During the days of Jesus life on earth, he offered up prayers and petitions with fervent cries and tears to the one who could save him from death, and he was heard because of his reverent submission. (Hebrews 5:7)
Wouldn’t it be nice to have one of those “Easy” buttons? Perhaps we already have one.
In my Composition II class at the seminary, we read a book by James Sire, Habits of the Mind. In this book, Sire relates a vexing truth about prayer for most of us. He describes an activity that involves asking participants to list all of the things they believe about prayer. What would you write? I might jot down such things as this:
- Prayer is effective.
- God hears our prayers directly.
- Prayer can help me in difficult times.
- I can bless others by praying for them.
- Prayer often leads to healing.
If I were involved in this activity, I’d then turn the paper over and write down how much I actually pray. Think about that. If you knew that you had a direct and effective line to God, wouldn’t you use it all the time? So if we don’t use that line all the time, it suggests that either we don’t really believe that prayer is a useful thing or that we’re really stupid.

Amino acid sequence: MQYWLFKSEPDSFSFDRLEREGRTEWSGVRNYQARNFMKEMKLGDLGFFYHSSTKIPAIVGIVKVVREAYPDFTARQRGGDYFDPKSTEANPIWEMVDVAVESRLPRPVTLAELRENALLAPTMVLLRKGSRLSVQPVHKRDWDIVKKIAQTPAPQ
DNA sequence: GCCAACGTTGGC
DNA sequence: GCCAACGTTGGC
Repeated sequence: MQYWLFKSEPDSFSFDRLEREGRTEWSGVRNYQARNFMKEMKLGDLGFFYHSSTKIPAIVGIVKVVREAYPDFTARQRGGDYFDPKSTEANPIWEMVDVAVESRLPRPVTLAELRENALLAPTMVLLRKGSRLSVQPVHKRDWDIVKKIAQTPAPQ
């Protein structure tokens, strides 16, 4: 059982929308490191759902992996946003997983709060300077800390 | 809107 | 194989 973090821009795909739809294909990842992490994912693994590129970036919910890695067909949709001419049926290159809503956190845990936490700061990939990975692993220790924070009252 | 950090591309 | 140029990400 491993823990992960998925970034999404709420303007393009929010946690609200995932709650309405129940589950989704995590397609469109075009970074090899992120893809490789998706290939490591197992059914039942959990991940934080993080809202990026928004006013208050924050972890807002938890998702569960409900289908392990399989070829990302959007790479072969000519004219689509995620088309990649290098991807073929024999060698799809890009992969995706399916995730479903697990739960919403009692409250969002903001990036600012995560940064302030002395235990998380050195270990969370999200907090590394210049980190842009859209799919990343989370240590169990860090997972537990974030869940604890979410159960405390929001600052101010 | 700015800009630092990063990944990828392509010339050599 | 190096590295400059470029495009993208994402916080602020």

When Jesus prayed, he didn’t do it for show. This wasn’t a get-up-in-church-and-use-your-$5-words kind of prayer. We’re talking “fervent cries and tears.” Let’s think about that. If God in human form felt it worthwhile to pray earnestly and often, how much more should you and I be hitting our knees?
It’s like hitting the “Easy Button” in those Staples ads. If you had one, wouldn’t you use it? In prayer, we have an even more effective easy button, one that even Jesus himself used. Push the button.